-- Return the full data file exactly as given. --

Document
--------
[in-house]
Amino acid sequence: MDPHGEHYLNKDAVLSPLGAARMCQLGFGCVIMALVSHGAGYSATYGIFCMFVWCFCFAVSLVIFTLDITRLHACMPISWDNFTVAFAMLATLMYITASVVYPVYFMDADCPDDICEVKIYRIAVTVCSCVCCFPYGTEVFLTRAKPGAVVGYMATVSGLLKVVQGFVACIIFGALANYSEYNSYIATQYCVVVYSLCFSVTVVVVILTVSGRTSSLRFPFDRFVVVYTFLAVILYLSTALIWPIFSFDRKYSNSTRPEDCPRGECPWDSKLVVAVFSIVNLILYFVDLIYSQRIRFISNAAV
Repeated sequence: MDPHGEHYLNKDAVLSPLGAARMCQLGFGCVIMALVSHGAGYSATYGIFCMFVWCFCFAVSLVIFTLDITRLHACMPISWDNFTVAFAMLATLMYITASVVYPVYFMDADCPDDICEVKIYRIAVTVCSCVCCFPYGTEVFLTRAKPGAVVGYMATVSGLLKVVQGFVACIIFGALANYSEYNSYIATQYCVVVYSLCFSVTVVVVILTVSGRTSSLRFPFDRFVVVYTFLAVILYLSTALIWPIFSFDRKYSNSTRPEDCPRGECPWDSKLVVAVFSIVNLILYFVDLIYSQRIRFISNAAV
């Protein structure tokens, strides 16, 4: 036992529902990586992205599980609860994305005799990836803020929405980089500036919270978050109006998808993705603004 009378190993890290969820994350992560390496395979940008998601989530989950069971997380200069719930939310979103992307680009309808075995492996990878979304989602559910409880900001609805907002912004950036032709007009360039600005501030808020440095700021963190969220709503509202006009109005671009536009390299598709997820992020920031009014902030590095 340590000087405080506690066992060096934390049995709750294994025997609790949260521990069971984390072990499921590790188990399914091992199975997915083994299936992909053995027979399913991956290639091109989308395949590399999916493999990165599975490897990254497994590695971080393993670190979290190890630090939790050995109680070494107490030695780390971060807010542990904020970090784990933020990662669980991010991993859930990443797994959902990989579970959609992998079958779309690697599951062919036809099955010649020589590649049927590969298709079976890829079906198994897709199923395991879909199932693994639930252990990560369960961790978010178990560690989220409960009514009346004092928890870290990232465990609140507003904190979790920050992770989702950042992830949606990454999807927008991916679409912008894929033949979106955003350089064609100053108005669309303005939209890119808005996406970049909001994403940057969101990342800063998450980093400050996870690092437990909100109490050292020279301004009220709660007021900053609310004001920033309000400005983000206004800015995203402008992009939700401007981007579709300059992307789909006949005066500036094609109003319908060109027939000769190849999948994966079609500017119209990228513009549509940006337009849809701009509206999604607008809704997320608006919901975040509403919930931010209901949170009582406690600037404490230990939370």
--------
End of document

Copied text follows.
[in-house]
Amino acid sequence: MDPHGEHYLNKDAVLSPLGAARMCQLGFGCVIMALVSHGAGYSATYGIFCMFVWCFCFAVSLVIFTLDITRLHACMPISWDNFTVAFAMLATLMYITASVVYPVYFMDADCPDDICEVKIYRIAVTVCSCVCCFPYGTEVFLTRAKPGAVVGYMATVSGLLKVVQGFVACIIFGALANYSEYNSYIATQYCVVVYSLCFSVTVVVVILTVSGRTSSLRFPFDRFVVVYTFLAVILYLSTALIWPIFSFDRKYSNSTRPEDCPRGECPWDSKLVVAVFSIVNLILYFVDLIYSQRIRFISNAAV
Repeated sequence: MDPHGEHYLNKDAVLSPLGAARMCQLGFGCVIMALVSHGAGYSATYGIFCMFVWCFCFAVSLVIFTLDITRLHACMPISWDNFTVAFAMLATLMYITASVVYPVYFMDADCPDDICEVKIYRIAVTVCSCVCCFPYGTEVFLTRAKPGAVVGYMATVSGLLKVVQGFVACIIFGALANYSEYNSYIATQYCVVVYSLCFSVTVVVVILTVSGRTSSLRFPFDRFVVVYTFLAVILYLSTALIWPIFSFDRKYSNSTRPEDCPRGECPWDSKLVVAVFSIVNLILYFVDLIYSQRIRFISNAAV
């Protein structure tokens, strides 16, 4: 036992529902990586992205599980609860994305005799990836803020929405980089500036919270978050109006998808993705603004 009378190993890290969820994350992560390496395979940008998601989530989950069971997380200069719930939310979103992307680009309808075995492996990878979304989602559910409880900001609805907002912004950036032709007009360039600005501030808020440095700021963190969220709503509202006009109005671009536009390299598709997820992020920031009014902030590095 340590000087405080506690066992060096934390049995709750294994025997609790949260521990069971984390072990499921590790188990399914091992199975997915083994299936992909053995027979399913991956290639091109989308395949590399999916493999990165599975490897990254497994590695971080393993670190979290190890630090939790050995109680070494107490030695780390971060807010542990904020970090784990933020990662669980991010991993859930990443797994959902990989579970959609992998079958779309690697599951062919036809099955010649020589590649049927590969298709079976890829079906198994897709199923395991879909199932693994639930252990990560369960961790978010178990560690989220409960009514009346004092928890870290990232465990609140507003904190979790920050992770989702950042992830949606990454999807927008991916679409912008894929033949979106955003350089064609100053108005669309303005939209890119808005996406970049909001994403940057969101990342800063998450980093400050996870690092437990909100109490050292020279301004009220709660007021900053609310004001920033309000400005983000206004800015995203402008992009939700401007981007579709300059992307789909006949005066500036094609109003319908060109027939000769190849999948994966079609500017119209990228513009549509940006337009849809701009509206999604607008809704997320608006919901975040509403919930931010209901949170009582406690600037404490230990939370």